PARIS (Reuters) - French President Nicolas Sarkozy is at odds with his foreign minister over whether the country’s international television news channel should ditch English and Arabic, and broadcast only in French.
The international dominance of English-language channels such as CNN or BBC World has long been an irritant to France, and prompted Sarkozy’s predecessor Jacques Chirac to launch a French rival called France 24 in 2006.
But the young channel lacks the funding of its larger rivals and the government wants it to pool its resources with two other French overseas media -- Radio France Internationale (RFI) and broadcaster TV5 -- to give it more clout.
Sarkozy said on Tuesday he wanted to set up a new umbrella group called “France Monde” (France World) and it should broadcast only in French, which has caused consternation at France 24 and been opposed by Foreign Minister Bernard Kouchner.
“Between Al Jazeera -- the Arab vision -- and CNN -- the Anglo-Saxon vision -- we would like to express a French vision, but to express a French vision, I would really prefer that express it in the French language,” Sarkozy told reporters.
But Kouchner, who has complained of the French media’s lesser presence on international airwaves and is overseeing the reform, said the next day he did not see things the same way.
“The president gave his opinion very strongly,” Kouchner told a news conference on Wednesday.
“Competing in English with an information channel like CNN, like Al Jazeera or like BBC World seems useless to him. To me, it doesn’t completely. I think there is a French touch that will have to be developed,” Kouchner added.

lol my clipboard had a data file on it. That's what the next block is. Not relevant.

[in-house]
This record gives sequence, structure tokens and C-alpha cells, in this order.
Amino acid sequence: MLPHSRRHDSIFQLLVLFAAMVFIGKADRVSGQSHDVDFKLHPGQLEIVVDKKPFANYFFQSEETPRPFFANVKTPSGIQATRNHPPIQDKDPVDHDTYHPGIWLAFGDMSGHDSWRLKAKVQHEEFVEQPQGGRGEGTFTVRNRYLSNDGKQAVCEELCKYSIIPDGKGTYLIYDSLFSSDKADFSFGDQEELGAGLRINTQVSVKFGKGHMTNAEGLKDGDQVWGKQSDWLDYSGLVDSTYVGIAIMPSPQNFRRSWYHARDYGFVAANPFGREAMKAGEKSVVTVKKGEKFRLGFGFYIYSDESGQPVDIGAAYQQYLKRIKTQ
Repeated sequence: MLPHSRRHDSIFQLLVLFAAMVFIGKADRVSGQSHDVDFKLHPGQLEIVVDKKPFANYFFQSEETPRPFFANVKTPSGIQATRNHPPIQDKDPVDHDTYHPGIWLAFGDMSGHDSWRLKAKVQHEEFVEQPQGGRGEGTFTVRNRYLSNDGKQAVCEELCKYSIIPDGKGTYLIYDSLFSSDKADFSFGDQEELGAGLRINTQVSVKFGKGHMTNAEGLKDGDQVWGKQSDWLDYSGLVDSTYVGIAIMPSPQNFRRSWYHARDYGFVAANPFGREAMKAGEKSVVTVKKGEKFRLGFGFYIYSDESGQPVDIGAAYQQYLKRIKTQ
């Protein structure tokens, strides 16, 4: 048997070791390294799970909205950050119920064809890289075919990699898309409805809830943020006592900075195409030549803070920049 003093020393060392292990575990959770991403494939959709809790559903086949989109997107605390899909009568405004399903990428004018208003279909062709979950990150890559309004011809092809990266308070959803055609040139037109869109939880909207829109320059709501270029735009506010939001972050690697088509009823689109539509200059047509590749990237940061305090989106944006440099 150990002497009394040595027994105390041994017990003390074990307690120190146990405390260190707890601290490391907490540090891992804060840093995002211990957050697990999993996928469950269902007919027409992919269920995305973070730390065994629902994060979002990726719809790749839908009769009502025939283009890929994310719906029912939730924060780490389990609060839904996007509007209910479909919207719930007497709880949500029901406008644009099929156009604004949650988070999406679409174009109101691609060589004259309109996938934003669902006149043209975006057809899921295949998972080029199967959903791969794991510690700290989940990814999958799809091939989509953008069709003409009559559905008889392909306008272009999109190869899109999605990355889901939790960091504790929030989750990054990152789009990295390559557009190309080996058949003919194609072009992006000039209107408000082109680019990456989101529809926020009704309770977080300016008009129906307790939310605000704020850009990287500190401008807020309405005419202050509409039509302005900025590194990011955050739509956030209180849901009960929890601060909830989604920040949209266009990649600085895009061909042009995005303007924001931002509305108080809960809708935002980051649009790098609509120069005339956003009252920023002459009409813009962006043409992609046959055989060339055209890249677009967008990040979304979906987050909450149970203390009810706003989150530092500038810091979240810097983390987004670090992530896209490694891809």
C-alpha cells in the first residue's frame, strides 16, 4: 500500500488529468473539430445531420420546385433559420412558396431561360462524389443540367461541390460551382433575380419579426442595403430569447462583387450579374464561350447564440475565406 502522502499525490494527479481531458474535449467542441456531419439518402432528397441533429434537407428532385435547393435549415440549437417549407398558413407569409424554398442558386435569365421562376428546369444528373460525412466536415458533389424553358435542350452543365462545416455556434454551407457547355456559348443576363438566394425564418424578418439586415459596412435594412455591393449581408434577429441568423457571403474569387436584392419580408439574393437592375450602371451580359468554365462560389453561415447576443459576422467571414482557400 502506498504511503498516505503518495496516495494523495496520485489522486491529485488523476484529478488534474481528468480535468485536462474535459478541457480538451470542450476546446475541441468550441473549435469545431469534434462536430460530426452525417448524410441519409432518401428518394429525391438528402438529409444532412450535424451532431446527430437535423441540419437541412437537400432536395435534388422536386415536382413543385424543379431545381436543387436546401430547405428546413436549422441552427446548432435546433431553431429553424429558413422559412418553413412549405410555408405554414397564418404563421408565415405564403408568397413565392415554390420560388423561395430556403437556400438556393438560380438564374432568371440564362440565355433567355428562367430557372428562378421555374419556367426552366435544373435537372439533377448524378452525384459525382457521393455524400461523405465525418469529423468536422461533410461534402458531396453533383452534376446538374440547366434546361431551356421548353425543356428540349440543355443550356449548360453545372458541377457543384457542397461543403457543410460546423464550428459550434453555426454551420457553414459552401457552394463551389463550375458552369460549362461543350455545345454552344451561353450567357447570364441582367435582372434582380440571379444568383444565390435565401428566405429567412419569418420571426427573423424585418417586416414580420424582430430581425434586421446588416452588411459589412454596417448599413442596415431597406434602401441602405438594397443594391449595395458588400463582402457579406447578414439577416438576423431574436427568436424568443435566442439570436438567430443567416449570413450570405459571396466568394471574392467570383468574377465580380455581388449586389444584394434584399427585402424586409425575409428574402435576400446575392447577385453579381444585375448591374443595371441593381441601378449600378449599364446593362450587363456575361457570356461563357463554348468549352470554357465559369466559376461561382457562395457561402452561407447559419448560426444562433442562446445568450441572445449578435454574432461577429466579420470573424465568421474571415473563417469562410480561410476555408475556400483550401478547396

Once the medium of international discourse, French has long had to cede dominance to English as a global language.
The government is debating the details of the planned shake-up, and Kouchner said he had lobbied successfully for subtitles and broadcasting in local languages in some regions.
Culture Minister Christine Albanel, who is also involved in the reform, said the debate on the future shape of France Monde was still ongoing, but a decision would be reached this year.
“We are in the middle of a thought process on that. It has not yet been decided,” Albanel told Europe 1 radio.
France 24 has declined to comment on Sarkozy’s remarks but his plans run counter to those of the channel, which said last month it was planning to extend its Arabic-language coverage and eventually launch a Spanish-language service.
France 24’s competitors are also branching out -- Arabic-language Al Jazeera now has an English-language service and the BBC has plans for an Arabic news television channel.
While Kouchner expressed his disagreement with Sarkozy, he remained sanguine about the chance of winning the debate on the future of what was originally billed as “CNN a la Francaise”.
“The president expressed his opinion, which is major, an he is the one who decides,” he said.
Additional reporting by Laure Bretton